All Photography Copyright © Justin Hill

Thursday, 28 May 2015

Daily Doodle : Charlie And The Great Glass Elevator

Ok. Today's Roald Dahl theme for Daily Doodle was the splendid "Charlie And The Great Glass Elevator". I had a feeling that most other doodlers and artists would sketch / draw Charlie and the Elevator or the brilliant character of Willy Wonka so I wanted to try and avoid them and go for something a little different. After some toying around and a little thought I settled on the alien lifeforms of the "Vermicious Knids".

Daily Doodle : Revolting Rhymes

Yesterday's Daily Doiodle theme continued with the writings of Roald Dahl. This time it was his book of Revolting Rhymes that was the subject matter so we had a choice of six classic fairy tales to play with. Having read through each one and given them all equal consideration I ended up plumping for his retelling of "Little Red Riding Hood". Here she is with the wolf ...

The Old Lighthouse, Belfry Flat Steps and Strange Breakwater

The Old Lighthouse :- High up on the cliff top between Birling Gap and Beachy Head (near Eastbourne) on the Sussex Coastline you'll come across the Belle Tout Lighthouse. She's a Grade II listed decommissioned lighthouse and well known British landmark having featured in films, TV series and adverts. Originally the lighthouse started off life as a wooden structure perched on the cliffs in 1828. In 1829 they begane rebuilding her with granite and by 1834 she was fully operational. To keep that light burning and warning ships of the treacherous rocks below it took two gallons of oil an hour to keep her 30 oil lamps going. In 1999 the entire structure was famously moved back from the edge in one piece in order to save it from the coastal erosion. She is now a unique bed and breakfast with various themed rooms.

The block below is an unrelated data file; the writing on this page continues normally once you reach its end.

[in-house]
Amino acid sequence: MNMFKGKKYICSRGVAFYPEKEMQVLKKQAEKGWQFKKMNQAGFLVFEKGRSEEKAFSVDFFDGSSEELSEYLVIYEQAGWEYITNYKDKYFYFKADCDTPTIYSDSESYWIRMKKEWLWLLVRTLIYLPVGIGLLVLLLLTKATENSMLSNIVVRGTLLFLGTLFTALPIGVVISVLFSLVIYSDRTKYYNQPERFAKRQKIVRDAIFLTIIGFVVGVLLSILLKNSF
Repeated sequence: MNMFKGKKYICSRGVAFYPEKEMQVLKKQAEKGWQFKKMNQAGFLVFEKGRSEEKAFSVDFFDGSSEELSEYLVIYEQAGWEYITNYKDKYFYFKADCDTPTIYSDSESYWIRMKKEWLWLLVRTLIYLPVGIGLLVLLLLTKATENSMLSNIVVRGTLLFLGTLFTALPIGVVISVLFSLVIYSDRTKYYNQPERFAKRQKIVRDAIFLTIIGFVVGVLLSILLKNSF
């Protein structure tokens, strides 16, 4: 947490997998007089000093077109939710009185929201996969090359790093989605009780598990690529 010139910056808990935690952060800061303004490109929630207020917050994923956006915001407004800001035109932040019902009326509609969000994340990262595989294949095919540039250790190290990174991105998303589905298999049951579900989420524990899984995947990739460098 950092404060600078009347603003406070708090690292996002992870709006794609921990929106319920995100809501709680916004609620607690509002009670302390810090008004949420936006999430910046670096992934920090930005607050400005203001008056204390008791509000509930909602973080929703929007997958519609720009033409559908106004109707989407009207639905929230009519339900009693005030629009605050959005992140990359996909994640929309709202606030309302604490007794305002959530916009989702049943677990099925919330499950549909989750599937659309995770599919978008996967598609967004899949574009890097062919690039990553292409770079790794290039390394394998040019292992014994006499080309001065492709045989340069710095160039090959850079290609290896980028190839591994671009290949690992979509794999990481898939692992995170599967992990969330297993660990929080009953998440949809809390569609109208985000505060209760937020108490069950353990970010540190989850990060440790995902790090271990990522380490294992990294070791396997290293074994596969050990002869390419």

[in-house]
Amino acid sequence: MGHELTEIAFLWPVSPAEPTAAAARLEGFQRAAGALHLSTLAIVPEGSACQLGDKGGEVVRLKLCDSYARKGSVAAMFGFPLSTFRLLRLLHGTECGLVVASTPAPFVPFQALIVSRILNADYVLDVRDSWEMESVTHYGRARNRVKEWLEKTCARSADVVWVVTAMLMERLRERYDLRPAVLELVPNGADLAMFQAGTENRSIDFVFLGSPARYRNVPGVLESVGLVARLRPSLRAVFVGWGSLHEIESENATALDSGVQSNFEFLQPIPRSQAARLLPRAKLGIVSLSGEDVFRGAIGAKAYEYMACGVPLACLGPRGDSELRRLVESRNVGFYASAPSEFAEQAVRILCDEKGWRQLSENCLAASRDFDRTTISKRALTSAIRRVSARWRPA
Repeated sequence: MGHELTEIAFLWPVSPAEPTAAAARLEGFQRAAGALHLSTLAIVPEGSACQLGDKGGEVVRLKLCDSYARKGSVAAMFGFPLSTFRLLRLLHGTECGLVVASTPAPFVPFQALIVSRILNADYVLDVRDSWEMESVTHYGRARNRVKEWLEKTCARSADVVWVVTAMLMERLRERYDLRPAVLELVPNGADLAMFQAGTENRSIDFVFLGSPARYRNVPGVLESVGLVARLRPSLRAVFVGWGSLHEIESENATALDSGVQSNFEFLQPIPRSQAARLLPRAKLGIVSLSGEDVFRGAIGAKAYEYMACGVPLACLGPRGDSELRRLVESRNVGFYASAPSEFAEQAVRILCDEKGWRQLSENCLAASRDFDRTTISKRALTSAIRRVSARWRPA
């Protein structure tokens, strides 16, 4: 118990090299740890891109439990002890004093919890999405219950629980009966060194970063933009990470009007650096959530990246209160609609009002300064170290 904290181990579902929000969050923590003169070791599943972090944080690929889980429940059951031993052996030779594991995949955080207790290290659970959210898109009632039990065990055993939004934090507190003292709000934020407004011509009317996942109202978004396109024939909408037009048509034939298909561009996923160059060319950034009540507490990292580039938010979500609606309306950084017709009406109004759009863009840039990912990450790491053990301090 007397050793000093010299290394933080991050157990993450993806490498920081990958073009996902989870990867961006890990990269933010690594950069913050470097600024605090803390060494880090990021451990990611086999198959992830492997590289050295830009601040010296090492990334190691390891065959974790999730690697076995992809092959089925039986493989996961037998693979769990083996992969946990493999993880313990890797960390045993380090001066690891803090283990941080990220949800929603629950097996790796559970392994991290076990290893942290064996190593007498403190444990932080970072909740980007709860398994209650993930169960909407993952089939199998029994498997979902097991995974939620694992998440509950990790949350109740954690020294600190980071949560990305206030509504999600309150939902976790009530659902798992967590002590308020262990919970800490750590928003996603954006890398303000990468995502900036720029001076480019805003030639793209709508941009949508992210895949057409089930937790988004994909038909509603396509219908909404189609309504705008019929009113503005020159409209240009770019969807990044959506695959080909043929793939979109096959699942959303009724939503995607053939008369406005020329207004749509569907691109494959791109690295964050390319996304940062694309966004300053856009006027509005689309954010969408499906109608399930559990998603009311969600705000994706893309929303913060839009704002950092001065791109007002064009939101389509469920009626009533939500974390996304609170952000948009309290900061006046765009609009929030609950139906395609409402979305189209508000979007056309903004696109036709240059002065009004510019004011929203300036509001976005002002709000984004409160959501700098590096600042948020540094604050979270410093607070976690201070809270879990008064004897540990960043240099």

Belfry Flat Steps :- Moody, imposing and intriguing. These are the metal steps that lead up to the precarious looking door that's the entrance to the Belfry Flat. The building in question is Scotney New Castle, a house which was built to replace the Old Castle between 1835 and 1843. The old Castle is now a ruin and remains a feature (complete with moat) at the bottom of the extensive garden. Whilst Margaret Thatcher was Briatain's Prime Minister she rented the Belfry Flat as a hideaway from her life in Westminster. The reason this Kent location was chosen was because the security services thought it ideal to keep the Prime Minister and her husband safe during their time there. The Castle cannot be seen from the road and is well hidden down a long driveway. It was also a great place for Dennis Thatcher to stay as it was also very near Lamberhurst Golf course. Apparently one of the flat's bathrooms is still decorated with the wallpaper that was put up by Margaret and Dennis Thatcher.

Strange Breakwater :- I wish I could tell you something about this odd looking breakwater that's on the Kemptown end of Brighton beach on the south coast of England but I know nothing about it at all. It looks like it's also an outlet and storm drain for the famous underground network of Victorian sewers that reside well below the City. The concrete bass that it sits on intrugues me because of its cog like styling. I have not been able to come up with a theory as to why it was designed like that, there must however have been a reason for it.

All Photography Copyright © Justin Hill

Wednesday, 27 May 2015

Bletchley Window, Still Bridge and Best Foot Forward

Bletchley Window :- Here's a view that was once seen by only a select few. Those few had all been carefully chosen individually and sworn to secrecy on their arrival. This is a window in the wall of Block C which was where all the major details (names, places, radio stations, military units etc) were stored in a huge index. The index comprised of cards that had the information 'punched' onto them using Hollerith machinesand at the height of the operations two million cards per week were being used. This is Bletchley Park - Home of the Codebreakers. This is where Commander Denniston and Alan Turing were based. This is where multiple Enigma machines were "cracked" on a daily basis and also home to Colossus which was the world's first electronic, digital, programmable computer.